Instead, you’ll see daylight.

Find the lock cylinder. It’ll be nearby, hanging from a metal rod.

Next, search around the bottom of the door until you find the bolt.

It’ll be there, so keep looking until you find it.

Place the lock cylinder back in position and reinstall the bolt. If you use Lock-Tite on the threads of the bolt you won’t have to worry about it happening again.

Reinstall the door panel and you’ll be good to go.

If you’re an Aveo owner you have my condolences.

Thankfully we also have two Chrysler minivans and a Solara. We’d get rid of the Aveo but I’d feel guilty selling it to someone.

Even a stranger.

-stuckwithitchelle

While you’re here why not have a look around? You can start with the Table of Contents.

(Free) Camping at Streeter Park (with hookups!) in Aurora, Nebraska

We arrived after dark and left before dawn, so I’m afraid I don’t have any pictures— but this place is one of the best deals you’ll ever find. How nice of the community to provide a facility like this!

It’s located just a few miles off of I-80, is easy to find, seems to be lightly used, and had water and electric hookups at each site.

And it’s free! There’s even a dump station.

The maximum stay is 4 days and only half the sites were in use when we visited (early August).

I have no idea what the bathroom situation was since we just used our porta-potty.

We arrived at 10:30 pm, selected a site, set up the potty and went to bed. Since it was a quick turnaround we didn’t even bother with a tailgate tent— we just closed up the van, tested the carbon monoxide detector, turned on the air conditioning, and slept with the vehicle running.

When we left, at 5:30 am, we noticed that several more people had arrived after us— including some tenters and a class A RV.

We’ll be back again, at some future date, and will snap a few pics while we’re there.

In the meantime— be sure to put it on your list as a stopover point.

And spend a few dollars, while you’re in town, since I’m sure that that’s the justification for offering these free sites.

-wellrestedchelle

The Camping Spa Foot Bath and Massage

If we’re camping and there isn’t snow on the ground you can be sure that I’ll be wearing sandals or flip-flops.

While wet-wipes usually do a pretty good job of cleaning up my feet, before bed, sometimes they’re just too far gone and need more serious attention— which means it’s time for a “Chelle’s Camping Spa Foot Bath and Massage.”

I simply squirt some dish detergent into a kitchen trash bag, add one gallon of warm water, roll up my slacks and place my feet inside.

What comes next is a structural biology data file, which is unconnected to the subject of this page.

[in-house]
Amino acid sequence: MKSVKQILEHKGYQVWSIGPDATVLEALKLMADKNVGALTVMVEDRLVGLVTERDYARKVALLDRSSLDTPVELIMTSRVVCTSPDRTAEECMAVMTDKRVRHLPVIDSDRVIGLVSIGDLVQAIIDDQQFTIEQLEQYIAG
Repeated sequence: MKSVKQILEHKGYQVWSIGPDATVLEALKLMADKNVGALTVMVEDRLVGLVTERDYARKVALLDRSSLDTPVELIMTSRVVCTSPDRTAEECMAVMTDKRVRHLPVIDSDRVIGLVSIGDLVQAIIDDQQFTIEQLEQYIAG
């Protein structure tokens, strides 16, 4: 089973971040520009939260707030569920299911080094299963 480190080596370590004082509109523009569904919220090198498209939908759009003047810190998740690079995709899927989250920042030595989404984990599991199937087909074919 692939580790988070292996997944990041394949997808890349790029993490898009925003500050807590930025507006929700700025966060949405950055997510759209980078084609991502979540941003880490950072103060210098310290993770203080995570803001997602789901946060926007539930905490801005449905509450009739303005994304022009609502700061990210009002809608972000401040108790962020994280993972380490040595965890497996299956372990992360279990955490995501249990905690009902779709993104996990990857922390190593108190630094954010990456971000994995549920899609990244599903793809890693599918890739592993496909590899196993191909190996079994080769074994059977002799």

It feels heavenly.

After they soak, for a bit, I rub them back and forth on the ground, through the bottom of the bag, and enjoy a luxurious foot massage like those found in only the finest primitive campgrounds.

Then I throw my sandals in, too, and get them nice and clean, as well.

Once the trash bag has been emptied it can be used in your potty bucket or for your campsite refuse.

Few things feel better than nice, clean, soft feet!

-noappointmentnecessarychelle

To see our Table of Contents please click here.

The Camping Spa Foot Bath and Massage

If we’re camping and there isn’t snow on the ground you can be sure that I’ll be wearing sandals or flip-flops.

While wet-wipes usually do a pretty good job of cleaning up my feet, before bed, sometimes they’re just too far gone and need more serious attention— which means it’s time for a “Chelle’s Camping Spa Foot Bath and Massage.”

I simply squirt some dish detergent into a kitchen trash bag, add one gallon of warm water, roll up my slacks and place my feet inside.

It feels heavenly.

After they soak, for a bit, I rub them back and forth on the ground, through the bottom of the bag, and enjoy a luxurious foot massage like those found in only the finest primitive campgrounds.

Then I throw my sandals in, too, and get them nice and clean, as well.

Once the trash bag has been emptied it can be used in your potty bucket or for your campsite refuse.

Few things feel better than nice, clean, soft feet!

-noappointmentnecessarychelle

To see our Table of Contents please click here.

Extra Storage

We consider the space on the bed in our van to be almost sacred. Our goal is to keep it completely clear, while we travel, so that our naps are relaxing, refreshing, and uncluttered.

The under-bed storage bins hold our clothing, kitchen and general utility items, and a DAC Explorer 2 tailgate tent. 

The cooler sits on the floor at the foot of the bed.

The bag on our Hitch-Haul shelf holds kitty litter, bag chairs, an axe, maul, camp stove, potty bucket and tarps.